Journal of Gastrointestinal Cancer

, Volume 44, Issue 4, pp 428–435 | Cite as

Cancer Stem Cells Biomarkers in Gastric Carcinogenesis

  • Liu Yang
  • Edi Levi
  • Shunshi Zhu
  • Jianhua Du
  • Adhip P. N. Majumdar
Original Research



Gastric carcinogenesis is a multistep process, involving multiple molecular alterations, including changes in cancer stem cells (CSCs). The present investigation was undertaken to determine whether changes in cancer stem cells could be utilized as a marker of progression of gastric carcinogenesis by examining the expression of gastric CSCs at different stages of carcinogenesis.


Ninety-three cases with 31 in each group of chronic superficial gastritis (CSG), chronic atrophic gastritis (CAG), or gastric cancer (GC) were analyzed immunohistochemically for proliferating cell nuclear antigen (PCNA) and Bcl-xl as biomarkers of proliferation and apoptosis, respectively, and CD44, CD166, and LGR5 levels by qRT-PCR as markers of gastric CSCs. Additionally, the levels of P53 and phosphorylated form of epidermal growth factor receptor (p-EGFR) were examined.


While the levels of each of these biomarkers were found to be low to moderate in CSG and CAG patients, they were markedly increased in GC patients, in whom co-expression of CD44 with LGR5 and CD166 with p-EGFR was found to be the highest. We have also observed that although the expression of different CSC markers as well as the levels of p-EGFR were increased in precancerous lesions (CSG and CAG), they are further augmented in GC suggesting that they may play a pivotal role in the development and progression of gastric cancer.


Our observations suggest that the progression to gastric carcinogenesis from preneoplastic lesions such as superficial gastritis and chronic atrophic gastritis is associated with induction of CSCs together with increase in cell proliferation and inhibition of apoptosis.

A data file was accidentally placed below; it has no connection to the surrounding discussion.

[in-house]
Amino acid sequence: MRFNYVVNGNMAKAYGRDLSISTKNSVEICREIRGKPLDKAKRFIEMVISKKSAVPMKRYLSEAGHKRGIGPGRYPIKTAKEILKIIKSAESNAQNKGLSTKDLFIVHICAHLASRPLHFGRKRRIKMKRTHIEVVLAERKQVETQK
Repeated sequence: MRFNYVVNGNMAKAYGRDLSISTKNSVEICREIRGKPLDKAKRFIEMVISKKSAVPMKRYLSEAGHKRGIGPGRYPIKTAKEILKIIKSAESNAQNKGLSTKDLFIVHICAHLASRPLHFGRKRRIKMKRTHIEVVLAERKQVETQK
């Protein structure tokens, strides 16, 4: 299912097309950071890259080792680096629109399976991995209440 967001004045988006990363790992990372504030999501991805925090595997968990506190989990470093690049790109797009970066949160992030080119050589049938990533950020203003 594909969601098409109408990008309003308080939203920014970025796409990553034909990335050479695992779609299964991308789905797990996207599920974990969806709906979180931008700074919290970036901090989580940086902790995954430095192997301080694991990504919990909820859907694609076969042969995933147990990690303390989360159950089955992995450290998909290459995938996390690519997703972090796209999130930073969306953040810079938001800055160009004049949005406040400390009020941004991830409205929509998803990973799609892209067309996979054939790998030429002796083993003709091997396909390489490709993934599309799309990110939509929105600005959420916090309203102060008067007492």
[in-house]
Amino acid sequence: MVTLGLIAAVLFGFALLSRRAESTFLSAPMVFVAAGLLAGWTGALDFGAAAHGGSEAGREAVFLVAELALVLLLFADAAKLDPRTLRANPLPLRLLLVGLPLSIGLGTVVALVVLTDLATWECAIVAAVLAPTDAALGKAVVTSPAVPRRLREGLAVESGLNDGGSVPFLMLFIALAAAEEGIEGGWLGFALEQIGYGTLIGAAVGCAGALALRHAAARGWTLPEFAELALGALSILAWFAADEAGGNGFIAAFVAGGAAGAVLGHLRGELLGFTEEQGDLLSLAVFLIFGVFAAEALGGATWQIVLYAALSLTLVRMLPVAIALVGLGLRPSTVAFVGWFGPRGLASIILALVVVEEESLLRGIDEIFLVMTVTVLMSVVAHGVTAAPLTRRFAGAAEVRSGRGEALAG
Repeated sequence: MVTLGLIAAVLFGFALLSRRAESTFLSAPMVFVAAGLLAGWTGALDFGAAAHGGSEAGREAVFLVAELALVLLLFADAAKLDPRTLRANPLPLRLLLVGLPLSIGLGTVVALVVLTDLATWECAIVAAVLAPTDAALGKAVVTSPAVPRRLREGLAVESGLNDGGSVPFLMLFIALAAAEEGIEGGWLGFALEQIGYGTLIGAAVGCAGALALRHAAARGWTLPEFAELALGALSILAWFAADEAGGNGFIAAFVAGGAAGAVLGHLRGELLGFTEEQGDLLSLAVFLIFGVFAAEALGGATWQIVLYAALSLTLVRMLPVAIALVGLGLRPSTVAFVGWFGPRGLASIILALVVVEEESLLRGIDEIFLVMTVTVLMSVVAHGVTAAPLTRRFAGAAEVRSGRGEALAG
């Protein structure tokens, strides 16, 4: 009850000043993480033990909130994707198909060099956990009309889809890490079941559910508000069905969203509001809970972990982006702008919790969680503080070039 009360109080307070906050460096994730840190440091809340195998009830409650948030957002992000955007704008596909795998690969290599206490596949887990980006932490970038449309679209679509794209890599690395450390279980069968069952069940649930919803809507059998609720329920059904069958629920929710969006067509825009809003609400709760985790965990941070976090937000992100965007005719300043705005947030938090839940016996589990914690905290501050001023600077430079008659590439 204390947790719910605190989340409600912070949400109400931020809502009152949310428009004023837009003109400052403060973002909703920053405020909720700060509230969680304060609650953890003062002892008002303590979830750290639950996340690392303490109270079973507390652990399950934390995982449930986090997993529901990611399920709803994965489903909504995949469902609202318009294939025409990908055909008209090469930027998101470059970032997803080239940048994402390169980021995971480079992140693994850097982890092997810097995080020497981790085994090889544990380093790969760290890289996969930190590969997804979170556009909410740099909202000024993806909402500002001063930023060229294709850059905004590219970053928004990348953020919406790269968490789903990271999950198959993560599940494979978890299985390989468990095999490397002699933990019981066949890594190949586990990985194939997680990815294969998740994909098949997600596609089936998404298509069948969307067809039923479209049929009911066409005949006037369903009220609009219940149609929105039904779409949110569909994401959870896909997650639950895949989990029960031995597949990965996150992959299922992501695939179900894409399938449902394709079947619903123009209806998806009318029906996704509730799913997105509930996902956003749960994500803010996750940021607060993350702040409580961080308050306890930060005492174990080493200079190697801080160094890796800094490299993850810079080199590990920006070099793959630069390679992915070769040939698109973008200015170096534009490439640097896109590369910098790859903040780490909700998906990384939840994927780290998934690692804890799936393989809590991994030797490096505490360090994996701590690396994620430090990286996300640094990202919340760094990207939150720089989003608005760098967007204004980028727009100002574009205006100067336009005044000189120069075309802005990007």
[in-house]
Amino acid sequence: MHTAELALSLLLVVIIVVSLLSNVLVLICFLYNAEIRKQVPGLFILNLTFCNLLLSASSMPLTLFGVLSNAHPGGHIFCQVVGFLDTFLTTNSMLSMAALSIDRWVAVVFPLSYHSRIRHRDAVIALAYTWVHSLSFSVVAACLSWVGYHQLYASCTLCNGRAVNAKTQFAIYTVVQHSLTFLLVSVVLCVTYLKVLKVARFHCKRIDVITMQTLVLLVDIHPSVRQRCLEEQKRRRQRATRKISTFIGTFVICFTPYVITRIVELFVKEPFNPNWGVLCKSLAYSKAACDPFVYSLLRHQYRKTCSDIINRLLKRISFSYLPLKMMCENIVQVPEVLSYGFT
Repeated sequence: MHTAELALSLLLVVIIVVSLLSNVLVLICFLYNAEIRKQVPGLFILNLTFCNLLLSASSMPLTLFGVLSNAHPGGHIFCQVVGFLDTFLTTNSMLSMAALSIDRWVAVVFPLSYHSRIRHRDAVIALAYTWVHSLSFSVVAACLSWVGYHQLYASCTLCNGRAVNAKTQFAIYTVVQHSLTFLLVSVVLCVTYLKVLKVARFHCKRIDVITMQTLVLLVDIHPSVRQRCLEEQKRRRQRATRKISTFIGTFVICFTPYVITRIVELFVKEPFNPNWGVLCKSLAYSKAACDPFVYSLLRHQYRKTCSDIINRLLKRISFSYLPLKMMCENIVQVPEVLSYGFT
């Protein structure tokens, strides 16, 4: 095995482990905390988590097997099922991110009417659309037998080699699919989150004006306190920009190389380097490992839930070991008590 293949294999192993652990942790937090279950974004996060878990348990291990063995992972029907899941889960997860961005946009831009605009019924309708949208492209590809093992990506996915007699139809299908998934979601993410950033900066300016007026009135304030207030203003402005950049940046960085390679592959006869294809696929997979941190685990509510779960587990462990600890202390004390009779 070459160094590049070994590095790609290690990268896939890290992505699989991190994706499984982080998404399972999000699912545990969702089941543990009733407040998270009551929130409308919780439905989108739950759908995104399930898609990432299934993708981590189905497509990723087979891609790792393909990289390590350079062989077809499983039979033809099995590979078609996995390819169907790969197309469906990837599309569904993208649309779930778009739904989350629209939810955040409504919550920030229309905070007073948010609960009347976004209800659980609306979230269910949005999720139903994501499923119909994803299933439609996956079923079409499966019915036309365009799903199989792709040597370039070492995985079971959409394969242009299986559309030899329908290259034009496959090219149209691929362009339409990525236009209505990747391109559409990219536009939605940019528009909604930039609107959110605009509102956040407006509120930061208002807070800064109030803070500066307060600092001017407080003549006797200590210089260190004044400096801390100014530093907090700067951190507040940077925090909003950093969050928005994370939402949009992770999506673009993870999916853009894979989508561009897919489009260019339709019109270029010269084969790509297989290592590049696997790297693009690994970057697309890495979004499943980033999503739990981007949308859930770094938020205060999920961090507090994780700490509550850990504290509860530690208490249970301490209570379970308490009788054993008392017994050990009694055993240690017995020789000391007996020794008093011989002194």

Gastric carcinogenesis Cancer stem cells (CSCs) Chronic atrophic gastritis (CAG) 



The authors thank Dr. Yao Shi and Min M Li for advice and discussion of histopathological diagnoses. The authors also thank Li N Zhang for the statistical analysis.

Conflict of Interest

The authors have no financial disclosures or conflicts of interests to declare.


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Copyright information

© Springer Science+Business Media New York 2013

Authors and Affiliations

  • Liu Yang
    • 1
  • Edi Levi
    • 2
  • Shunshi Zhu
    • 1
  • Jianhua Du
    • 2
  • Adhip P. N. Majumdar
    • 3
  1. 1.Department of Gastroenterology, The Ninth People’s Hospital, School of MedicineShanghai Jiaotong UniversityShanghaiChina
  2. 2.Division of Gastroenterology and Department of Internal Medicine, Veterans Affairs Medical CenterWayne State University, School of MedicineDetroitUSA
  3. 3.Division of Gastroenterology and Department of Internal Medicine, Veterans Affairs Medical Center, Karmanos Cancer InstituteWayne State University, School of MedicineDetroitUSA

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